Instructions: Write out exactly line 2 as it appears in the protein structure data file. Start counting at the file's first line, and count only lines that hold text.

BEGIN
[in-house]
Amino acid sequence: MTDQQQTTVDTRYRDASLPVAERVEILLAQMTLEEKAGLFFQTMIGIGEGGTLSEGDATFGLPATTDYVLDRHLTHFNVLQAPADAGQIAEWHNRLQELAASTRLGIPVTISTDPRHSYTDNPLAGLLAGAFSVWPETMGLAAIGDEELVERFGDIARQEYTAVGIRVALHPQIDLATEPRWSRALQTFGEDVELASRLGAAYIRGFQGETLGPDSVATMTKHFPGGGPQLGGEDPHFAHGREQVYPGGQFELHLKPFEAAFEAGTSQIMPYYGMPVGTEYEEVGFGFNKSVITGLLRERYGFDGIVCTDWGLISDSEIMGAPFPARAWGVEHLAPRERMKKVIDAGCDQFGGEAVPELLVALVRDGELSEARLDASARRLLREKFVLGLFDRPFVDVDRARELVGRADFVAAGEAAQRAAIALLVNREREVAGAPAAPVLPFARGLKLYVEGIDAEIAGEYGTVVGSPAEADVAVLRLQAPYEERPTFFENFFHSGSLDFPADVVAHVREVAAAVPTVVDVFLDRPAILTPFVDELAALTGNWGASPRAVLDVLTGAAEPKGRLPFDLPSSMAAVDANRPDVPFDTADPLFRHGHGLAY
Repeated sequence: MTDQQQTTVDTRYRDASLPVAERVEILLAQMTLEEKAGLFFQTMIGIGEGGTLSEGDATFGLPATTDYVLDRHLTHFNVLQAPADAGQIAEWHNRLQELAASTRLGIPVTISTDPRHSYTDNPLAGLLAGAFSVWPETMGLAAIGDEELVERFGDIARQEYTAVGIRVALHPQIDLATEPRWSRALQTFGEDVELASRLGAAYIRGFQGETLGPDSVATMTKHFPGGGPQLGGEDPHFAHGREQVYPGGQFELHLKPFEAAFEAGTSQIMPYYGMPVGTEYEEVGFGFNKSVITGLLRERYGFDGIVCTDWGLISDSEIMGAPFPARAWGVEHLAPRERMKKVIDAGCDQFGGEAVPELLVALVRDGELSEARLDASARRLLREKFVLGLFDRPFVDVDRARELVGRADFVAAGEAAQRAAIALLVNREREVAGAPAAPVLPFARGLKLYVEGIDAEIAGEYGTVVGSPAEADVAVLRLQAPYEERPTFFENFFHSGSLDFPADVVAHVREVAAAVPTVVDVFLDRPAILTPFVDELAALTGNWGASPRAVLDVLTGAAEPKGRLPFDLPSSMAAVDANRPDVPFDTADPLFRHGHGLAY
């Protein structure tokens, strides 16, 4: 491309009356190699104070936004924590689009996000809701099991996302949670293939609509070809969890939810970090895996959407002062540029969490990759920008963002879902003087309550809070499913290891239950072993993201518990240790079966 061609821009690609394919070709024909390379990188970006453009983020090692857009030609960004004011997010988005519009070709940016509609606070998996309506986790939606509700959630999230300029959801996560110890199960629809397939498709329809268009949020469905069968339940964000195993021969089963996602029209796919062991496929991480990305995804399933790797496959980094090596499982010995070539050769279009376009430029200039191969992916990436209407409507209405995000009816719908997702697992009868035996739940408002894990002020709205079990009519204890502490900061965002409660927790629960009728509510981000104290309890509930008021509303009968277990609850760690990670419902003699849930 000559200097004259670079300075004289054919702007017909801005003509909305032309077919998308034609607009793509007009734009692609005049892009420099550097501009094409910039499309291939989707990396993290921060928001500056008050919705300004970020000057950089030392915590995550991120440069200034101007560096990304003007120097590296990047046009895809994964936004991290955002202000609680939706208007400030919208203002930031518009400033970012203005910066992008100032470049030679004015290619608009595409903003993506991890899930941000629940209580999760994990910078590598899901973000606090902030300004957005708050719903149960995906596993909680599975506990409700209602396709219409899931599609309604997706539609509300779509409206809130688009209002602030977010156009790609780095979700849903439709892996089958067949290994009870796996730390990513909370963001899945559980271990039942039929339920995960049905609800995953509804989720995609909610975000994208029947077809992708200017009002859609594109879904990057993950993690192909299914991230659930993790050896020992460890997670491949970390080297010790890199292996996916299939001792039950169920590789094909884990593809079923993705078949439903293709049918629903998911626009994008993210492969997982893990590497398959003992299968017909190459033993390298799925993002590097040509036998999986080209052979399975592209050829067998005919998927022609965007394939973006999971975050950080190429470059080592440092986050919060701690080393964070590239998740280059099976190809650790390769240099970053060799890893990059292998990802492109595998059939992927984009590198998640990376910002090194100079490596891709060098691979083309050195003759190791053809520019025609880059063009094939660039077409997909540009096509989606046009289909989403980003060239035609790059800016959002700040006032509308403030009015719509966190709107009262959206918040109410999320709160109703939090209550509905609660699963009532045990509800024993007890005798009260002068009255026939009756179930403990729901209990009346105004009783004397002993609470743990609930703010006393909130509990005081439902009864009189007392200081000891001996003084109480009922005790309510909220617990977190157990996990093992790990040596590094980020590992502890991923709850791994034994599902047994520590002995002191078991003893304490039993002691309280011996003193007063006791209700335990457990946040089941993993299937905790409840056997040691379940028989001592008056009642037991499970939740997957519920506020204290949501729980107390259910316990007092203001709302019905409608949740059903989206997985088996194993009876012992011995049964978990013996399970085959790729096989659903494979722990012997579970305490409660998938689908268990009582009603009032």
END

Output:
Amino acid sequence: MTDQQQTTVDTRYRDASLPVAERVEILLAQMTLEEKAGLFFQTMIGIGEGGTLSEGDATFGLPATTDYVLDRHLTHFNVLQAPADAGQIAEWHNRLQELAASTRLGIPVTISTDPRHSYTDNPLAGLLAGAFSVWPETMGLAAIGDEELVERFGDIARQEYTAVGIRVALHPQIDLATEPRWSRALQTFGEDVELASRLGAAYIRGFQGETLGPDSVATMTKHFPGGGPQLGGEDPHFAHGREQVYPGGQFELHLKPFEAAFEAGTSQIMPYYGMPVGTEYEEVGFGFNKSVITGLLRERYGFDGIVCTDWGLISDSEIMGAPFPARAWGVEHLAPRERMKKVIDAGCDQFGGEAVPELLVALVRDGELSEARLDASARRLLREKFVLGLFDRPFVDVDRARELVGRADFVAAGEAAQRAAIALLVNREREVAGAPAAPVLPFARGLKLYVEGIDAEIAGEYGTVVGSPAEADVAVLRLQAPYEERPTFFENFFHSGSLDFPADVVAHVREVAAAVPTVVDVFLDRPAILTPFVDELAALTGNWGASPRAVLDVLTGAAEPKGRLPFDLPSSMAAVDANRPDVPFDTADPLFRHGHGLAY